Fun With Local Storage: Multi-Window JavaScript Apps & Canvas Streaming

A short while ago I was invited to participate in µChip3, an arts event curated by Antonio Roberts & Sam Wray which involved chiptune, digital art, hacking, modified hardware and much more. My role was to perform live visuals to accompany performances by some notable chiptune artists, so I set about building a custom browser-based visualiser based on the piece I produced for the BYOB 2013 exhibition.

Visualiser applications need to work across two windows (a control window with which you create and modify visuals, which appear in a display window), so working out how to produce an application able to function reliably in this way was my first concern. I worried it would involve some fiddly work with a local server, but after some research the solution proved straightforward: simply store commands in local storage via the command window, which are then be detected by the display window using the storage event listener.

As well as multi-window web applications, local storage can also be used to keep web apps open in multiple tabs in sync with each other, or even to stream the output of a HTML5 canvas from one window to another. Read on for some demos…

Below: a screenshot of the visualiser. The control window is on the left, the display on the right.

Multi-window visualiser using local storage

What Is Local Storage?

The clue is in the name: it’s a capability of modern browsers which allows websites and applications to store persistent data locally. Conceptually, it’s similar to cookies but without the drawbacks: up to 5MB per domain can usually be stored (with some exceptions). Plus, unlike cookies nothing needs to be sent with HTTP requests. If you’re looking to learn more about local storage then read more about it here and here.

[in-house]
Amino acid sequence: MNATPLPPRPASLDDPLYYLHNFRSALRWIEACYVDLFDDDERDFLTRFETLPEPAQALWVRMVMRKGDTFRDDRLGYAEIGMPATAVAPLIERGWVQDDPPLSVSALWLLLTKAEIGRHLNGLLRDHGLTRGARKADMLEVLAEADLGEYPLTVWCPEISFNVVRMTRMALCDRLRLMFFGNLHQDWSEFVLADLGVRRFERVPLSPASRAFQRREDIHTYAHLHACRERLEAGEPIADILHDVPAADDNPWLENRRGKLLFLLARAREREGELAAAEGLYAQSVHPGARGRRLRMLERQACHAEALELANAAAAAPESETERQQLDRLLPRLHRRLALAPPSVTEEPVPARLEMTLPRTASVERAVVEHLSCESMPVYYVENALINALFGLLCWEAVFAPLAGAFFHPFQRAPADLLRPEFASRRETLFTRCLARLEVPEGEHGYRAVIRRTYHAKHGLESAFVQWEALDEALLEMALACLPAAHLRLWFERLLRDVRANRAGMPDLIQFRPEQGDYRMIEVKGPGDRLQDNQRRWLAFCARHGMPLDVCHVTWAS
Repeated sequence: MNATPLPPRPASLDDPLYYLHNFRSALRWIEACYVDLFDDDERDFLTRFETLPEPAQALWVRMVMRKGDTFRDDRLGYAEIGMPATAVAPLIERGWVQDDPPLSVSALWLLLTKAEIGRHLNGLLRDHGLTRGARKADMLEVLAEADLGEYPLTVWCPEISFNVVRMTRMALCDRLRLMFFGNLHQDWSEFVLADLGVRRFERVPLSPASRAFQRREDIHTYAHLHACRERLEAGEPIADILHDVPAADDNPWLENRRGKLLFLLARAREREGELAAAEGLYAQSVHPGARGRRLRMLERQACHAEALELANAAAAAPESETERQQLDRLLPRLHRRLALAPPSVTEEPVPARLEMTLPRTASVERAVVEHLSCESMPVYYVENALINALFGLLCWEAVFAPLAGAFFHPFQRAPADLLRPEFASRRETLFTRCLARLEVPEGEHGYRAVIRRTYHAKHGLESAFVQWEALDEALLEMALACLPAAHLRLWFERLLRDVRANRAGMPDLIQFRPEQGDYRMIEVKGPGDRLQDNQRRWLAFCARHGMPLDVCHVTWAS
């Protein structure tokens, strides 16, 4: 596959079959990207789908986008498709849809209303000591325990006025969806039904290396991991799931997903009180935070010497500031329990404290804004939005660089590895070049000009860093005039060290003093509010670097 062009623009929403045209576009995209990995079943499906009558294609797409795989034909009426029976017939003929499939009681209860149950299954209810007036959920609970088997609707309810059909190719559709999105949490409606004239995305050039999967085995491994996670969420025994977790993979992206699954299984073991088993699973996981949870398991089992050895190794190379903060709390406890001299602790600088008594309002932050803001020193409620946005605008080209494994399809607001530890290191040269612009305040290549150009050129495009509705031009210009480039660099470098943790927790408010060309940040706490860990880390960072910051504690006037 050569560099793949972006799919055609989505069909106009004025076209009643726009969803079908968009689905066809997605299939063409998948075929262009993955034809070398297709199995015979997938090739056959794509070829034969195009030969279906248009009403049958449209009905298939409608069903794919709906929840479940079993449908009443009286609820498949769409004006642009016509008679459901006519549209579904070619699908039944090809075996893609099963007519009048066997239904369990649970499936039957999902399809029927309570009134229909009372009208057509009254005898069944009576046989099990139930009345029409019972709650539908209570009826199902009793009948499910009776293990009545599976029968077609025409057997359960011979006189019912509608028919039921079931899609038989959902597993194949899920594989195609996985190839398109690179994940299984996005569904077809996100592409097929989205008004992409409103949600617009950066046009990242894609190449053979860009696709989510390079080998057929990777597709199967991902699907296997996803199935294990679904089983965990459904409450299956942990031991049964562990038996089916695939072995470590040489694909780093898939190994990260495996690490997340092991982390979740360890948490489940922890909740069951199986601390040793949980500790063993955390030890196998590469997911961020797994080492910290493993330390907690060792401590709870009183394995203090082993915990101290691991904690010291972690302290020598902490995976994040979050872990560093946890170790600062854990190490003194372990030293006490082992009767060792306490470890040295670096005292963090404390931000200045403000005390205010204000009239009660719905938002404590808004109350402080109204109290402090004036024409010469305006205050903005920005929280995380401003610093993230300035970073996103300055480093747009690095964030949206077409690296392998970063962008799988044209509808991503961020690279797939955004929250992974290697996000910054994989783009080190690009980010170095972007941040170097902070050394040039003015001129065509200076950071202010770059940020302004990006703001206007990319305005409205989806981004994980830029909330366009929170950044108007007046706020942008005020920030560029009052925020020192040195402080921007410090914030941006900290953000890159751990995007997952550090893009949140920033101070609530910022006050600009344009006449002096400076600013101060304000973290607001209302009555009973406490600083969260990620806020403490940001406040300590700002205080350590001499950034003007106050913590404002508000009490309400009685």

Communicating Between Windows

Local storage can be used to communicate between windows using the “storage” Javascript event listener. Whenever data is stored in one window an event can be triggered in another on the same domain, at which point in the second window you can get whatever has been stored and act upon it appropriately. This is key to creating a visualiser app that allows control of a display window (projected to an audience) via a GUI visible only from the VJ’s laptop. “Commands” made with the GUI window can be stored as a JSON object, which will then be read and acted upon by the display window. Find a very simple demo here (only tested in Chrome 43 at time of writing).

Sending the Same Command Repeatedly

One caveat of the storage JavaScript event listener is, it will only be triggered when new or unique data is stored. This means that you can’t send the same command repeatedly. For example, you can’t create an application where a button can repeatedly be pressed in one window, triggering a repeating action in another. However, there is a very simple way around this: just add some un-used random data into the stored JSON object. By doing this you can send the same command as many times as you like.

Using Local Storage to Stream a HTML5 Canvas from One Window to Another

It’s possible to (ab)use local storage to stream the output from a HTML5 canvas from one window to another, in realtime. While this isn’t a technique I used when building my visualiser, it’s kind of interesting all the same and could have a use somewhere- perhaps for if one needed to stream the output of their display window back to their control window.

To do this is fairly simple: when the canvas renders a frame, encode it as a base64 data URI. Store this in local storage, and then decode and draw it into a canvas in the other window. Find a demo of this right here.


Find the code for the above demos on GitHub. If you’ve any feedback or questions regarding this post then please drop me a line via twitter or email. I’m particularly curious to know if there might be a better method of streaming a canvas between two windows?

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